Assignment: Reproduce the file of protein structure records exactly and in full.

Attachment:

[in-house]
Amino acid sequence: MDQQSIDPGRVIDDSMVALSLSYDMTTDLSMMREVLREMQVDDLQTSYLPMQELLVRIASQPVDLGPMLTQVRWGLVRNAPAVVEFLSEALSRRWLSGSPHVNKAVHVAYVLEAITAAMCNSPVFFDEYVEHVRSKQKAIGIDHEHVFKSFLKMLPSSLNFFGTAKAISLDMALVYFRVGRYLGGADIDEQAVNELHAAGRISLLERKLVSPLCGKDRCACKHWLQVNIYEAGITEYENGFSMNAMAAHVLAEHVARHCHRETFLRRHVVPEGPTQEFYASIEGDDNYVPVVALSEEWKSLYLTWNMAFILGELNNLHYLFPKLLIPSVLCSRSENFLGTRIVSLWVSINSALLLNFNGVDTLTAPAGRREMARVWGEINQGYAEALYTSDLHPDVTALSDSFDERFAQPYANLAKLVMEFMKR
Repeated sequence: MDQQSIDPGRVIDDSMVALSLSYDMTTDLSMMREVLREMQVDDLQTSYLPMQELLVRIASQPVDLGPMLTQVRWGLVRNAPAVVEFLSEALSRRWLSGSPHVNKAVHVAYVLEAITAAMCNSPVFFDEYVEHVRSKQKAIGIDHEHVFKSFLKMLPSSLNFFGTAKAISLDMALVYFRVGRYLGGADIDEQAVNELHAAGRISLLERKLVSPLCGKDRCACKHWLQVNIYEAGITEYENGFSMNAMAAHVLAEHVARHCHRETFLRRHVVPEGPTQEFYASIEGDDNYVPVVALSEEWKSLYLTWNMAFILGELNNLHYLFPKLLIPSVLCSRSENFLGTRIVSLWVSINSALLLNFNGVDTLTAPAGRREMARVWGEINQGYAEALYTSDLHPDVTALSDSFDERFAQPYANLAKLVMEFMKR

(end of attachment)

[in-house]
Amino acid sequence: MDQQSIDPGRVIDDSMVALSLSYDMTTDLSMMREVLREMQVDDLQTSYLPMQELLVRIASQPVDLGPMLTQVRWGLVRNAPAVVEFLSEALSRRWLSGSPHVNKAVHVAYVLEAITAAMCNSPVFFDEYVEHVRSKQKAIGIDHEHVFKSFLKMLPSSLNFFGTAKAISLDMALVYFRVGRYLGGADIDEQAVNELHAAGRISLLERKLVSPLCGKDRCACKHWLQVNIYEAGITEYENGFSMNAMAAHVLAEHVARHCHRETFLRRHVVPEGPTQEFYASIEGDDNYVPVVALSEEWKSLYLTWNMAFILGELNNLHYLFPKLLIPSVLCSRSENFLGTRIVSLWVSINSALLLNFNGVDTLTAPAGRREMARVWGEINQGYAEALYTSDLHPDVTALSDSFDERFAQPYANLAKLVMEFMKR
Repeated sequence: MDQQSIDPGRVIDDSMVALSLSYDMTTDLSMMREVLREMQVDDLQTSYLPMQELLVRIASQPVDLGPMLTQVRWGLVRNAPAVVEFLSEALSRRWLSGSPHVNKAVHVAYVLEAITAAMCNSPVFFDEYVEHVRSKQKAIGIDHEHVFKSFLKMLPSSLNFFGTAKAISLDMALVYFRVGRYLGGADIDEQAVNELHAAGRISLLERKLVSPLCGKDRCACKHWLQVNIYEAGITEYENGFSMNAMAAHVLAEHVARHCHRETFLRRHVVPEGPTQEFYASIEGDDNYVPVVALSEEWKSLYLTWNMAFILGELNNLHYLFPKLLIPSVLCSRSENFLGTRIVSLWVSINSALLLNFNGVDTLTAPAGRREMARVWGEINQGYAEALYTSDLHPDVTALSDSFDERFAQPYANLAKLVMEFMKR